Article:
Through this webinar, Dave Hesse and Brian Pichman of the Evolve Project will discuss the importance of redesigning library spaces to make them more interactive and collaborative. The Evolve Project is a collaborative platform that aims to change the way people see libraries through the injection of technology that fosters collaboration and exploration, including laser tag, Sphero Balls, Sifteo Cubes, interactive Legos, and so much more!

Friday, February 8, 2013

Student-Centered Library Advocacy

Advocacy is about making the value of a library program to its community so obvious that the Teacher Librarian never has to advocate on her own. Ideally, everyone would walk around town joyfully exclaiming that the school library helped such and such child do this such and such amazing thing, and wow, I can’t believe anyone would ever think that a school library isn’t absolutely necessary for a successful student!

But... until we get there, we Teacher Librarians have to do a bit of advocating for ourselves. We can’t rely on those joyous exclamations out in the streets. We can’t rely on that one wonderful administrator who “gets it” to explain library programs to their skeptical colleagues. We need to be more proactive.

Doug Johnson’s Rule #3 for Library Advocacy (found here on his Blue Skunk Blog) reminds us that we should never advocate for the librarian or the library program, but rather for our students. We know that the library is vital to our school communities, but we need to be able to express WHY the library is vital to student learning. He suggests re-framing common “advocacy” requests for a bigger budget or more clerical staffing as student needs. For example, “Without an adequate budget, students will not have access to the newest children's choice award titles and reading interest will decline." or "If the clerical position is reduced, I will not have as much time to work with teachers on collaborative units."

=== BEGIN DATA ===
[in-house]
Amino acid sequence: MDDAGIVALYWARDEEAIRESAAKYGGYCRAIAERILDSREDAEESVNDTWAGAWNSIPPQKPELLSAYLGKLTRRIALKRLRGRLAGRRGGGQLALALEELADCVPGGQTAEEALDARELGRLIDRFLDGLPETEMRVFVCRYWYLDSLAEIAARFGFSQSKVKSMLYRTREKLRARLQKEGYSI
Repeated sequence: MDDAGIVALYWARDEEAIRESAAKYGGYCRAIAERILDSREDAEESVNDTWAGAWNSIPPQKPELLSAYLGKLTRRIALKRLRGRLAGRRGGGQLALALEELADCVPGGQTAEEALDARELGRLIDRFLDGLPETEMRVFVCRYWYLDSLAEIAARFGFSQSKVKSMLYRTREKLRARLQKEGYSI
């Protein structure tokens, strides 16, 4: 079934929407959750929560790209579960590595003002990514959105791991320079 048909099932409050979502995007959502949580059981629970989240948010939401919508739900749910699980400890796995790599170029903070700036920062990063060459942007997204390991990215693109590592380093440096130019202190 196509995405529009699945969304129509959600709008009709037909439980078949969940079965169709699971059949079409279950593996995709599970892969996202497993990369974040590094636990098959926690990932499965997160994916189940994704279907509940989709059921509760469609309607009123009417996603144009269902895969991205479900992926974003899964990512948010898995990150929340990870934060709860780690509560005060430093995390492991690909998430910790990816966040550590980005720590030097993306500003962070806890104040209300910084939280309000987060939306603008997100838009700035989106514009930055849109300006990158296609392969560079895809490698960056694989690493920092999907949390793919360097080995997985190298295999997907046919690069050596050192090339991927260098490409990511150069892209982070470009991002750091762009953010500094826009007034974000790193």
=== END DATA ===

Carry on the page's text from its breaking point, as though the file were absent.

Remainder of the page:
By taking the program need and structuring it as a student-learning need, we not only demonstrate that the library is a vital student-focused program, but reinforce that we are in fact teachers with instructional goals. Our request won’t come off as self-serving, but rather as concerned about the success of our students and how we and our programs can best provide resources, support, and collaborative learning opportunities to our school community.

The same concept applies to more than just requests to the building administration. When communicating with parents - whether in a newsletter, on Twitter, or in person- don’t mention all of the great things the library has been doing - talk about all of the great things students have done with the help of the library.

For example, instead of saying “I just taught this great lesson on finding articles using an online subscription database,” say “4th graders were so excited to learn about finding current events that relate to what they are learning in social studies. They were surprised that we have a way to search a ton of magazines and newspapers all at once!”

Instead of “I just purchased 35 new titles to add to our nonfiction collection,” say “students doing research for science now have access to up-to-date information at their reading level.”

Instead of “we hosted a great read and feed program this month,” say “students relaxed and enjoyed some great literature (and snacks) this month at a school reading event celebrating how fun it is to read!”

What other tips do you have for making our advocacy student-centered?